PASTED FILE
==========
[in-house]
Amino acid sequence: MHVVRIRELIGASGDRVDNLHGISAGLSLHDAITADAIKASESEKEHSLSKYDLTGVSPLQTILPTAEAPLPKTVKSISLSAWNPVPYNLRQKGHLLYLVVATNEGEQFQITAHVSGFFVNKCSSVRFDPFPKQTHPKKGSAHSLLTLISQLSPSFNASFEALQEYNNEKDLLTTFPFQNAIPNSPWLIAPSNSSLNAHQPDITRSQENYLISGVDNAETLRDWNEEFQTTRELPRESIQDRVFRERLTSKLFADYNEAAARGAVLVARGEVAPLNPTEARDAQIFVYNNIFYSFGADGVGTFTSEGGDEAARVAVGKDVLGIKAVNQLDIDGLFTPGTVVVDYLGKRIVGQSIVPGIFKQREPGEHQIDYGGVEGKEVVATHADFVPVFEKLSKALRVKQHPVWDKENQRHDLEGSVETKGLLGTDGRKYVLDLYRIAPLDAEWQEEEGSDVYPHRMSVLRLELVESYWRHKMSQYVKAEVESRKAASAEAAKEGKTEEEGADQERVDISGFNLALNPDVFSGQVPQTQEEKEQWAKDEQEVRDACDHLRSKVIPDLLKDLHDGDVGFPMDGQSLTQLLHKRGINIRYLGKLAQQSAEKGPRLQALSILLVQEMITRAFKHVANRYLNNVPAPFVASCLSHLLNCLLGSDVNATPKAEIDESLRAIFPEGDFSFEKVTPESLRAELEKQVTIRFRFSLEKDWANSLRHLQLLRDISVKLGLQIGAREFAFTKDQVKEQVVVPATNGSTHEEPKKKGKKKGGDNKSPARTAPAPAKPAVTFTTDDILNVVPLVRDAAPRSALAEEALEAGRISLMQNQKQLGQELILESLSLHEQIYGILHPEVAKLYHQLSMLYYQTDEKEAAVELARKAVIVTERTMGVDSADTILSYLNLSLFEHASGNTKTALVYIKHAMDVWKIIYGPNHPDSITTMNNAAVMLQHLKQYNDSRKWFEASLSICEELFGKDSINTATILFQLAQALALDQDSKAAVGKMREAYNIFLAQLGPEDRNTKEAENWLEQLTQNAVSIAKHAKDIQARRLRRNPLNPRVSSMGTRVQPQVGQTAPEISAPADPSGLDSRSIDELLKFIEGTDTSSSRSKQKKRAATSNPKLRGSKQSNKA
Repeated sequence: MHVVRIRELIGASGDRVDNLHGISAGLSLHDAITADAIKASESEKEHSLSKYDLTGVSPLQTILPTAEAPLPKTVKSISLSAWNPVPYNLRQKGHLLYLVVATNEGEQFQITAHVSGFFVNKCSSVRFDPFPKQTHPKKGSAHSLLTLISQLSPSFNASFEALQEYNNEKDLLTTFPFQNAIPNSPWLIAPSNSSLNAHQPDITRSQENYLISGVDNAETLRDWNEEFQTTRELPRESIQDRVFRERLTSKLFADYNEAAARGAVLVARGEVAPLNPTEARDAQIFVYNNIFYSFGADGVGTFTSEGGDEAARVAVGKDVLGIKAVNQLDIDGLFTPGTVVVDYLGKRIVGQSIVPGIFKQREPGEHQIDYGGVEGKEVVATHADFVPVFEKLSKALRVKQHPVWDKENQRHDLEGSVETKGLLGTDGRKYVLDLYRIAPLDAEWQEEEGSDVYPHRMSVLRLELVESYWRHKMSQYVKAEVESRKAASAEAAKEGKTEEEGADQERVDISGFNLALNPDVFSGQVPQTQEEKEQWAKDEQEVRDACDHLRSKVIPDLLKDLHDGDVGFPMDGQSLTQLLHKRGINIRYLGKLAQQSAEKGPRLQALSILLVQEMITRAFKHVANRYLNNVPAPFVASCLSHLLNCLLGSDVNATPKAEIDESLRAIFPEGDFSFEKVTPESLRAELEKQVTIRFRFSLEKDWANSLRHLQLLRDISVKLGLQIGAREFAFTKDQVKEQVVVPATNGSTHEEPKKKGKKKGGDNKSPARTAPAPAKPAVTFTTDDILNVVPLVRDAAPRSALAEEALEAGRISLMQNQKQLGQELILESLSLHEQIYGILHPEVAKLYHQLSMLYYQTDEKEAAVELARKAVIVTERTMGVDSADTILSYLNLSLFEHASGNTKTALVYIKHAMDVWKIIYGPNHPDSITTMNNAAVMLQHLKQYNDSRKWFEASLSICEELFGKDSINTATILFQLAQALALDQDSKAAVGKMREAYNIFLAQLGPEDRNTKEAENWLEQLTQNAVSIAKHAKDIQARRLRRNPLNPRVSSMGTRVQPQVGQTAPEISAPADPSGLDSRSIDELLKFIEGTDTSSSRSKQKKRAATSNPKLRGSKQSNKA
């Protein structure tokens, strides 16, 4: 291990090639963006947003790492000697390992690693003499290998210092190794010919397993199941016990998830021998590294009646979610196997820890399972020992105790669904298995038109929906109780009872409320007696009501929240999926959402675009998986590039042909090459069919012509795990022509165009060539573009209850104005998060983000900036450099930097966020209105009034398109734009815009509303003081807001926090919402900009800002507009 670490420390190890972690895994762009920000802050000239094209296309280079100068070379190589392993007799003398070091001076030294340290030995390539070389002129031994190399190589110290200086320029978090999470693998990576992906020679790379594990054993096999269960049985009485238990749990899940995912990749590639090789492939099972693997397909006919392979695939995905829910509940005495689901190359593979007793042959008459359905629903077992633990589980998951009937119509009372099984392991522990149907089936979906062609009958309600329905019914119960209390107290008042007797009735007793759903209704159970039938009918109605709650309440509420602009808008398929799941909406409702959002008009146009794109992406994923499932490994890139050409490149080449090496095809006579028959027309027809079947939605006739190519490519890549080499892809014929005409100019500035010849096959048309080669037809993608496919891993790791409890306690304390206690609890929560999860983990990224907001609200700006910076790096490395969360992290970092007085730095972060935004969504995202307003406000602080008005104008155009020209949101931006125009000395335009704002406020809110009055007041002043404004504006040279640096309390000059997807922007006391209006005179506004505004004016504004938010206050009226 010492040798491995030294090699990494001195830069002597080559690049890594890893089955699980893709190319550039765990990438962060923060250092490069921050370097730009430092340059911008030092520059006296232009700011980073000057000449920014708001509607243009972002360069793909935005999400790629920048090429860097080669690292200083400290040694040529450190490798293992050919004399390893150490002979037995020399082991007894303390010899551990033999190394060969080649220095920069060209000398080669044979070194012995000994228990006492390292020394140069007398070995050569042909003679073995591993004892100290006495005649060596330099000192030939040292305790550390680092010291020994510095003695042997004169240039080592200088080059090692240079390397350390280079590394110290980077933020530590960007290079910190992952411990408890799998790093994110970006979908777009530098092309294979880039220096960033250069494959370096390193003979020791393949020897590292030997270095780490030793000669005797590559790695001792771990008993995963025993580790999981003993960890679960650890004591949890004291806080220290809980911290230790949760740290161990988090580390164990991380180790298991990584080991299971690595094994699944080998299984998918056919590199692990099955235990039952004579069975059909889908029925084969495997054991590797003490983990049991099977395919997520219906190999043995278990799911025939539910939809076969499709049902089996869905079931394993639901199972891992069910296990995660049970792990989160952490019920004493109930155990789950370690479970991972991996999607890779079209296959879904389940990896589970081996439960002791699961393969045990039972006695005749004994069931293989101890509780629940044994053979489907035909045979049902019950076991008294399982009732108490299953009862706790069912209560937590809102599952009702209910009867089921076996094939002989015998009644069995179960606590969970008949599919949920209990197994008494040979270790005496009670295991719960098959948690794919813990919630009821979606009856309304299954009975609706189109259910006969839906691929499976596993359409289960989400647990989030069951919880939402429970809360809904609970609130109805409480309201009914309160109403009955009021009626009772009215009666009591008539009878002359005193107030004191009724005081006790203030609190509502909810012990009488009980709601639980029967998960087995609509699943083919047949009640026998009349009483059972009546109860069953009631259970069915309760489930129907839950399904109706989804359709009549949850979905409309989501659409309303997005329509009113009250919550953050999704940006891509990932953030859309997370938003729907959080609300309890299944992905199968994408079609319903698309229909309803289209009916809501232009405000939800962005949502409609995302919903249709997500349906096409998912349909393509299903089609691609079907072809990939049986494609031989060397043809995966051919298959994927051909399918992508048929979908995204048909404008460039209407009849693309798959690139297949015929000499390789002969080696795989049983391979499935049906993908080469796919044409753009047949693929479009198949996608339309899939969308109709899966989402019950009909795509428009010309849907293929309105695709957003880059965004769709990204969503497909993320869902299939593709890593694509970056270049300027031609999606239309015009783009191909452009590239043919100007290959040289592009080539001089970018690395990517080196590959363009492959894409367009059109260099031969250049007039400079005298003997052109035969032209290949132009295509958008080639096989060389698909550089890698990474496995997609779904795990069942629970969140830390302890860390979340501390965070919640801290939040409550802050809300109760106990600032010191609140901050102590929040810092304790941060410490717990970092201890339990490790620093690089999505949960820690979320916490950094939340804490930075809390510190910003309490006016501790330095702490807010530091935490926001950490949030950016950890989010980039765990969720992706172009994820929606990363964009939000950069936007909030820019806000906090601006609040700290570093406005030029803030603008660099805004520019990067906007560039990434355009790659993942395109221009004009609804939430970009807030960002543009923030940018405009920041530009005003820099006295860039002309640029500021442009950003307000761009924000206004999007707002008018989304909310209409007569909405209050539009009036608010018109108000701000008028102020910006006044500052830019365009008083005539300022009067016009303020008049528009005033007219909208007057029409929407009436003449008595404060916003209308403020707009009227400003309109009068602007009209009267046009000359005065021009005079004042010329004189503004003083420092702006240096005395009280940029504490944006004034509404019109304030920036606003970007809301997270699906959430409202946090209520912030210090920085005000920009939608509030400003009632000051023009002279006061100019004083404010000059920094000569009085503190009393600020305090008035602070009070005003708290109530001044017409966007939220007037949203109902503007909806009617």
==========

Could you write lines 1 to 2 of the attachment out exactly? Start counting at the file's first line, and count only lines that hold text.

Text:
[in-house]
Amino acid sequence: MHVVRIRELIGASGDRVDNLHGISAGLSLHDAITADAIKASESEKEHSLSKYDLTGVSPLQTILPTAEAPLPKTVKSISLSAWNPVPYNLRQKGHLLYLVVATNEGEQFQITAHVSGFFVNKCSSVRFDPFPKQTHPKKGSAHSLLTLISQLSPSFNASFEALQEYNNEKDLLTTFPFQNAIPNSPWLIAPSNSSLNAHQPDITRSQENYLISGVDNAETLRDWNEEFQTTRELPRESIQDRVFRERLTSKLFADYNEAAARGAVLVARGEVAPLNPTEARDAQIFVYNNIFYSFGADGVGTFTSEGGDEAARVAVGKDVLGIKAVNQLDIDGLFTPGTVVVDYLGKRIVGQSIVPGIFKQREPGEHQIDYGGVEGKEVVATHADFVPVFEKLSKALRVKQHPVWDKENQRHDLEGSVETKGLLGTDGRKYVLDLYRIAPLDAEWQEEEGSDVYPHRMSVLRLELVESYWRHKMSQYVKAEVESRKAASAEAAKEGKTEEEGADQERVDISGFNLALNPDVFSGQVPQTQEEKEQWAKDEQEVRDACDHLRSKVIPDLLKDLHDGDVGFPMDGQSLTQLLHKRGINIRYLGKLAQQSAEKGPRLQALSILLVQEMITRAFKHVANRYLNNVPAPFVASCLSHLLNCLLGSDVNATPKAEIDESLRAIFPEGDFSFEKVTPESLRAELEKQVTIRFRFSLEKDWANSLRHLQLLRDISVKLGLQIGAREFAFTKDQVKEQVVVPATNGSTHEEPKKKGKKKGGDNKSPARTAPAPAKPAVTFTTDDILNVVPLVRDAAPRSALAEEALEAGRISLMQNQKQLGQELILESLSLHEQIYGILHPEVAKLYHQLSMLYYQTDEKEAAVELARKAVIVTERTMGVDSADTILSYLNLSLFEHASGNTKTALVYIKHAMDVWKIIYGPNHPDSITTMNNAAVMLQHLKQYNDSRKWFEASLSICEELFGKDSINTATILFQLAQALALDQDSKAAVGKMREAYNIFLAQLGPEDRNTKEAENWLEQLTQNAVSIAKHAKDIQARRLRRNPLNPRVSSMGTRVQPQVGQTAPEISAPADPSGLDSRSIDELLKFIEGTDTSSSRSKQKKRAATSNPKLRGSKQSNKA